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Today's News

  • COLUMN: Always ask for God's counsel

    The men of Israel made a big mistake when they “did not ask counsel of the Lord.” Because of this, they entered into a covenant that was not approved by God, and yet one they felt they had to honor, even when they discovered they had been deceived.

  • LCHS Drama Club to perform in 'The Nerd'

    The LaRue County High School Drama Club is in production for spring performances of The Nerd, a comedy by playwright Larry Shue. The cast includes seniors Ian Mather, Timmy Gibson, Jeshua Logsdon, Angelia Whitlock, Maegan Davis, junior Jake Lutze, and sophomore Curtis Milby.

  • COLUMN: God is gracious to forgive all our sins

    The judge asked, “How does the defendant plead?” Without hesitation the accused answers, “Guilty as charged.”
    This is not true today in the movies, on television, nor in real life.  Most of the time the accused pleads innocent whether they are guilty or not.

  • RELAY FOR LIFE: Kathy Ross reflects on 'C' word survivors

  • COLUMN: May is Foster Care Awareness Month

    May is National Foster Care Month, a time to shine the light on the foster care experience. Let’s start with some facts and figures:
    • More than 6,800 Kentucky children and youth are in out-of-home care, with 75 to 80 percent of those in foster care. Most are placed in temporary foster care due to parental neglect or abuse.
    • The average age of a child in care: 10.7 years.
    • More than 73 percent of the children/youth in care are white; 19.3 percent are black and 4.3 percent are Hispanic.

  • COLUMN: Death of bin Laden is another 'Film Unfinished'

    Most everyone can remember what they were doing on Sept. 11, 2001.
    It was Tuesday and at The LaRue County Herald News, we were busy putting together that week’s edition. We don’t have a TV in the office and radio reception is poor so we were oblivious to the reports of terrorist attacks to the north.
    Mid-morning we received a phone call from a lady who insisted that a plane had just hit the Twin Towers and “both Pentagons.”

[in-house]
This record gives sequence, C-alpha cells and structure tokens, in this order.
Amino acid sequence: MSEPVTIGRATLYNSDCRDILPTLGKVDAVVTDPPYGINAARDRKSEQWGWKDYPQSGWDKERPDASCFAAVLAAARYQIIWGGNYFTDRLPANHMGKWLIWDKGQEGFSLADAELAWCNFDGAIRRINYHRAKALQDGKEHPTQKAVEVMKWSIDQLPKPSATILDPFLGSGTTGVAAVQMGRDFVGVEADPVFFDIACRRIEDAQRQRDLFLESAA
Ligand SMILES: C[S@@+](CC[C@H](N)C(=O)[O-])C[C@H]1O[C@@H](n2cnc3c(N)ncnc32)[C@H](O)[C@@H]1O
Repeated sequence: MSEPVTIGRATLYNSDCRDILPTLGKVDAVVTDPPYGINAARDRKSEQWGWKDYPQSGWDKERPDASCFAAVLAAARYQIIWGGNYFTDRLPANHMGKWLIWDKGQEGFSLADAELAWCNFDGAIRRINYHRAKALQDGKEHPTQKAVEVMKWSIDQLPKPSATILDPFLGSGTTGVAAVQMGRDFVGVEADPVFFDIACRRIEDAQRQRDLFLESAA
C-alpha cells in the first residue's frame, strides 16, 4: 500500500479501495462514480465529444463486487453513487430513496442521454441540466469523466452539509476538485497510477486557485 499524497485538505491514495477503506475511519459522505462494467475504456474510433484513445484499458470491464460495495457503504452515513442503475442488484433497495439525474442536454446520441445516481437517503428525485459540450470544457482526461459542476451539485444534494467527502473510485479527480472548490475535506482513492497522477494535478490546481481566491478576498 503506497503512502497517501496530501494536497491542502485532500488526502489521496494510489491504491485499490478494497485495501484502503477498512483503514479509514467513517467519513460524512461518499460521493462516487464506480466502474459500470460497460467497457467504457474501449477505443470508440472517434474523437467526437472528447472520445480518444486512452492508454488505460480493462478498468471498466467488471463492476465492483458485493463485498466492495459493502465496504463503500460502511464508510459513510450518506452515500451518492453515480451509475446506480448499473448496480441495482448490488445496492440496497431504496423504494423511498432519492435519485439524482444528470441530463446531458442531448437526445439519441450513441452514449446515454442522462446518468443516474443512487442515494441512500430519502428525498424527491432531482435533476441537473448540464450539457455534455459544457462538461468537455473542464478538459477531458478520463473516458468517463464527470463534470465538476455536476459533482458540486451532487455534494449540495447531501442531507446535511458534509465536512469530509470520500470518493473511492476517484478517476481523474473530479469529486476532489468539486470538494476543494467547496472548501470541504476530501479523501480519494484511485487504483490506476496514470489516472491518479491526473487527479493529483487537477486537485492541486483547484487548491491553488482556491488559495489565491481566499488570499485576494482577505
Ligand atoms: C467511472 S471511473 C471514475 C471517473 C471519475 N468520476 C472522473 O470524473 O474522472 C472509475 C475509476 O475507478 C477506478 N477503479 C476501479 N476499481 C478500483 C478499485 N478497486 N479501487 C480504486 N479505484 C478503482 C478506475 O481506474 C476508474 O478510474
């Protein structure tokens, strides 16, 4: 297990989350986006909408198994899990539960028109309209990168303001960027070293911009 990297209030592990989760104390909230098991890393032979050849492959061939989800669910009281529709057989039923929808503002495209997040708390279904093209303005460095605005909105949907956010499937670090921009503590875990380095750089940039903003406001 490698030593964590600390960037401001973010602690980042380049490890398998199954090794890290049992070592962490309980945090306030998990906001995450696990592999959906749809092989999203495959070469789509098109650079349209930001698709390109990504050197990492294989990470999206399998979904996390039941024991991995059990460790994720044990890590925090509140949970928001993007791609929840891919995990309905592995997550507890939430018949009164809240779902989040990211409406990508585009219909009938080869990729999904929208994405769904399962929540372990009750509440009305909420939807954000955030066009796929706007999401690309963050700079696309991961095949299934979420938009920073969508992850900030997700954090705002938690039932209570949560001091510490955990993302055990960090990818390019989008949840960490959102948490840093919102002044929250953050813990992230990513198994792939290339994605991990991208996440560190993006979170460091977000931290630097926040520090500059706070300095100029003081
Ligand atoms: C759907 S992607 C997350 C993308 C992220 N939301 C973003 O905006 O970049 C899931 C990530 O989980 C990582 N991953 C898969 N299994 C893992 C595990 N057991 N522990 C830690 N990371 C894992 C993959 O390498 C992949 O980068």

• Farm Service Agency opens in new location

    The United States Department of Agriculture Service Center in Elizabethtown has moved to a newly built location at the intersection of Lincoln Parkway and Sportsman Lake Road. The USDA center houses the Hardin/LaRue Farm Service Agency, the office of Rural Development, the Natural Resources Conservation Service and the Resource Conservation and Development program.
    Services began to reopen last week after the move.
    The office formerly was on Westport Road in Elizabethtown and the lease was up for the space in the building.

  • Kiper earns Bachelor of Science in elementary education

    Amy McCorkle Kiper will receive a Bachelor of Science degree in elementary education at a commencement ceremony 6 p.m. May 14 at Western Kentucky University in Bowling Green.
    She will graduate with a 3.89 G.P.A. and is a member of the Gaumma Beta Phi sorority and Presidential Dean’s List.
    There will be a gathering of family and friends to celebrate her accomplishments on May 21.
    She is the wife of Darrell Kiper and daughter of William and Antonella McCorkle of Hodgenville.
    She is a 2005 graduate of LaRue County High School.
     

  • Fiscal Court: Session includes deep water and budget

    LaRue County’s proposed 2012 budget will not cut funding to any agency, County Judge-executive Tommy Turner told magistrates meeting at the courthouse in Hodgenville May 10.
    “Overall, I’m pleased with the budget,” Turner said. “While most counties have to cut funding, this budget allows us to be able to pave roads and build bridges.”
    The $7,467,353 total is about a million dollars larger than last year’s ($6,466,117). Turner said about 10 percent comes from real property taxes while 90 percent is from other sources.

  • Purple prisms are first step in detecting Emerald Ash Borer

    The 2011 survey program to locate the presence of the Emerald Ash Borer has begun.
    The Emerald Ash Borer, an Asian insect, was first found in the United States in 2000, making its way to Kentucky by 2009.
     In the larval stages of development, the borer burrows deep underneath the bark of the ash tree, cutting off the circulation of nutrients throughout the tree’s system, ultimately leading to the trees demise.